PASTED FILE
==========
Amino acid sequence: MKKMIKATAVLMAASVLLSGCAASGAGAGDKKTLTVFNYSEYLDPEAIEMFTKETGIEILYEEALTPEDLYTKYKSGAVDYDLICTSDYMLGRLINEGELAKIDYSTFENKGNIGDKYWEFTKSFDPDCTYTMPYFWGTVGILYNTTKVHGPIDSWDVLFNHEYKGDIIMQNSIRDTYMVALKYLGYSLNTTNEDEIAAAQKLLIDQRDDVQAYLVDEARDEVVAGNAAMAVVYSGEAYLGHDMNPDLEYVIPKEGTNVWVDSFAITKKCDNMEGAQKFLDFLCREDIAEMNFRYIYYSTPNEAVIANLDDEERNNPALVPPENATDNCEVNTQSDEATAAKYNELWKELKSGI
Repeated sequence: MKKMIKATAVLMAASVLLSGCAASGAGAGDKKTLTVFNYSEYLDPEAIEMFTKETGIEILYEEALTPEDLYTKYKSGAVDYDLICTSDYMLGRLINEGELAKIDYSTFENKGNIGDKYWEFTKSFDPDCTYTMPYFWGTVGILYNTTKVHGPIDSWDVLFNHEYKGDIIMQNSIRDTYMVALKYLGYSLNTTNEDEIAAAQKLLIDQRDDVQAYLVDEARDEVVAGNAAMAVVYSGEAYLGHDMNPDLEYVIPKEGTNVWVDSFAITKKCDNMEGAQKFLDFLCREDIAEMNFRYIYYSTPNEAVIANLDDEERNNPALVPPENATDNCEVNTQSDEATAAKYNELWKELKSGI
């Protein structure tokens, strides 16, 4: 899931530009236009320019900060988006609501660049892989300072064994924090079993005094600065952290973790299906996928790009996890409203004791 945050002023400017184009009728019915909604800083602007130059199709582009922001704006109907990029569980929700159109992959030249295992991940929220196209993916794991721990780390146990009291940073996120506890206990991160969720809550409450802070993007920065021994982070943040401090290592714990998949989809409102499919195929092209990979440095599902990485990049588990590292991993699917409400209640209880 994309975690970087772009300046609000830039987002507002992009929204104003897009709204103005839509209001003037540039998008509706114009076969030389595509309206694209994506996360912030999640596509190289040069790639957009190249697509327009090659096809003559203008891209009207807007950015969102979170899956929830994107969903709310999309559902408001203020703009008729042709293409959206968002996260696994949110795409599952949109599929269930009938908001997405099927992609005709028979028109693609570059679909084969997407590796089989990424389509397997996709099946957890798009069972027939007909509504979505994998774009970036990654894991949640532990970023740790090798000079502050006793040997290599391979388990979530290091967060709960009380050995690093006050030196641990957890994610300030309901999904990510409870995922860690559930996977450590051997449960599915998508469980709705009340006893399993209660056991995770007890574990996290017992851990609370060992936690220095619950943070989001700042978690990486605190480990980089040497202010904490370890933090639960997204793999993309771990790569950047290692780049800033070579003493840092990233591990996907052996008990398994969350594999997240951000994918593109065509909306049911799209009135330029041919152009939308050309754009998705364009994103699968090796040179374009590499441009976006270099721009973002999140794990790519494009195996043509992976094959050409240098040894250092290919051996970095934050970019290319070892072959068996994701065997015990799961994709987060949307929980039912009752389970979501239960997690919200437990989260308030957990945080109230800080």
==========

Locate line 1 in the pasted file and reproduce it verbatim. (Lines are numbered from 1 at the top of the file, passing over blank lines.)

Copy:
Amino acid sequence: MKKMIKATAVLMAASVLLSGCAASGAGAGDKKTLTVFNYSEYLDPEAIEMFTKETGIEILYEEALTPEDLYTKYKSGAVDYDLICTSDYMLGRLINEGELAKIDYSTFENKGNIGDKYWEFTKSFDPDCTYTMPYFWGTVGILYNTTKVHGPIDSWDVLFNHEYKGDIIMQNSIRDTYMVALKYLGYSLNTTNEDEIAAAQKLLIDQRDDVQAYLVDEARDEVVAGNAAMAVVYSGEAYLGHDMNPDLEYVIPKEGTNVWVDSFAITKKCDNMEGAQKFLDFLCREDIAEMNFRYIYYSTPNEAVIANLDDEERNNPALVPPENATDNCEVNTQSDEATAAKYNELWKELKSGI